Sunday, May 6, 2012

Both these names have been given in comparatively recent times, as this building is situated in the Zanana enclosure and as it has sixteen columns in the middle part of the prayer hall, which was screenDSC03263ed off from the rest of the building when it fell into ruins. Its original name was Masjid-i-Jami, and the Friday Prayers and State functions where held here. It was built in the 1423 AD by the Sultan Mohammed Shah, the son of the first Bahmani ruler Ahmed Shah Wali.  The year is recorded in an inscription that was found when the ASI was clearing the debris. The mosque can definitely be considered the earliest Muslim building in the city of Bidar.

Even though the length of the building is around 310 feet from north to south, it looks flat and DSC03276monotonous owing to its short height. There is a beautiful parapet above the arches but the effect is completely lost when seen from near. The pillars on the outside are square and the internal are round. The row of columns inside divide the prayer hall into 95 bays. Nine middle bays is occupied by a hall which is crowned by a majestic dome.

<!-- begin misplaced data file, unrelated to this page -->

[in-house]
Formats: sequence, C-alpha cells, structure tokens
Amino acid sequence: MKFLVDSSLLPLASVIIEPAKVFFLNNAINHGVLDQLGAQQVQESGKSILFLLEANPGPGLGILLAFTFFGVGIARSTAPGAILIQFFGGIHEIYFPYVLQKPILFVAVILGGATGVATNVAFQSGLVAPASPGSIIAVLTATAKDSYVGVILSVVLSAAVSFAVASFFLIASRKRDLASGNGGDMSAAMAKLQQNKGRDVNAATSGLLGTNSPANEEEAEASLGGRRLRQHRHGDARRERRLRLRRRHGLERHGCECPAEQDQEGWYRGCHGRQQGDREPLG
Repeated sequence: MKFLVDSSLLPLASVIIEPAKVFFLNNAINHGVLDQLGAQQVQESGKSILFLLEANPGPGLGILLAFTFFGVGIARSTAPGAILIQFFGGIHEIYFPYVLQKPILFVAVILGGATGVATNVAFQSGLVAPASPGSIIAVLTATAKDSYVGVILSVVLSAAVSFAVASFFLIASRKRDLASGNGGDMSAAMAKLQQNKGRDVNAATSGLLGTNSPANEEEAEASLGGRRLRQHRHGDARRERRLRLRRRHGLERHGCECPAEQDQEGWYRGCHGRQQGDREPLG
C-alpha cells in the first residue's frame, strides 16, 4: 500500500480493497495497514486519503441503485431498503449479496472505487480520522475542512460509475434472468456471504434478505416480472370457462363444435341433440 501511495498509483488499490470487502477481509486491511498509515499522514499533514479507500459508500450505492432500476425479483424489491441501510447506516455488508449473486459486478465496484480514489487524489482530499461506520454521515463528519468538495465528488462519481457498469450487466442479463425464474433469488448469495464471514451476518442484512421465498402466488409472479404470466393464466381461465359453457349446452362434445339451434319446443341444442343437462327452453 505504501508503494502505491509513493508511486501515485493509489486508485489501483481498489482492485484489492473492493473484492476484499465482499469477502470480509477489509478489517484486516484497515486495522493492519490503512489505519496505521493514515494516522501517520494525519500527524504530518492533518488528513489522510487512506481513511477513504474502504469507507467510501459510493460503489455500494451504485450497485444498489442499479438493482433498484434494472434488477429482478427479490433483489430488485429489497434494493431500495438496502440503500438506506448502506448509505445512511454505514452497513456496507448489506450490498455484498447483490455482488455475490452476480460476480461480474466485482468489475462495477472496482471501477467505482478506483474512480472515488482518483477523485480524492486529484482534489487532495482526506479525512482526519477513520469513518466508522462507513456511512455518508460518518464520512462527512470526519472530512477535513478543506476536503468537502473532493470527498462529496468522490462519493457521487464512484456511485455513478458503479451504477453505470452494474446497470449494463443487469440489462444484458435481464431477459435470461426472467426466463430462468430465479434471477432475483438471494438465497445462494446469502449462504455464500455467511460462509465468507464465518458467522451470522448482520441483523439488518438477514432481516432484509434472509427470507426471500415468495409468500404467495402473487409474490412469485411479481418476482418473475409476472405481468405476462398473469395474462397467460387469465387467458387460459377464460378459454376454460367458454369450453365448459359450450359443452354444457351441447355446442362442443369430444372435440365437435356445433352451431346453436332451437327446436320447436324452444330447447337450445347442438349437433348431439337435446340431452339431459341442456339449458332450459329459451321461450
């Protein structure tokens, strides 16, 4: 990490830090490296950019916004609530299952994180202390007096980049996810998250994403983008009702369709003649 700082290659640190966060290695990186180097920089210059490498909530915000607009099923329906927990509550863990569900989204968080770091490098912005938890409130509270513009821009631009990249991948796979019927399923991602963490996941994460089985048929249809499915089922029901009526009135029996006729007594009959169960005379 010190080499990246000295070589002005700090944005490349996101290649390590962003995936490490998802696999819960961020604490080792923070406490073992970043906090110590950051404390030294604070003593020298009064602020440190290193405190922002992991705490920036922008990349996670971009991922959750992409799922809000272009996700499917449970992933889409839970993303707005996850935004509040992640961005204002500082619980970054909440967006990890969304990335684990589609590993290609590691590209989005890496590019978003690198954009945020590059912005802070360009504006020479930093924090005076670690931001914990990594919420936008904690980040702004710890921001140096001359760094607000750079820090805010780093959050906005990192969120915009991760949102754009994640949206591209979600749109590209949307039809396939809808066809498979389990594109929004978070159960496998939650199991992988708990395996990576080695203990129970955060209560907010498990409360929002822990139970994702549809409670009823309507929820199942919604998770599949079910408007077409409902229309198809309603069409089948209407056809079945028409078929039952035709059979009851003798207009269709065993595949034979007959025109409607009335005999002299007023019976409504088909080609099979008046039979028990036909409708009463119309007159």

Access to the inside of the mosque is unavailable with iron doors been fitted at the arches. However, it is said that on the inside is an arrangement of a series of arched windows which are filled DSC03267with tracery. It, like the painted glass windows in cathedrals adds to the interior beauty of the prayer hall. To the western wall, is a pentagonal niche, entered by a hall of fine proportions. The niche points in the direction of the Kaba .The niche, technically called the mihrab, also marks the place of the Imam who conducts the prayers. The roof of the remaining part of the prayer hall comprises a series of smaller domes which are visible at the top but concealed from view by the parapet. The inside of the mosque is dark owing to the other two big buildings in the same vicinity which DSC03275were constructed later. We will talk about these in the further posts. It is said that there is a water reservoir on the roof of the mosque from which water flowed to the cisterns in the ground floor.

The mosque has been repaired very well in recent years as earlier it was mostly rubble with cracks on the ceiling and floor. The building although one of the largest in India, suffers by comparison with its contemporary in Mandu or its predecessor at Gulbarga. The only pleasing feature is the middle hall crowned by the large dome.


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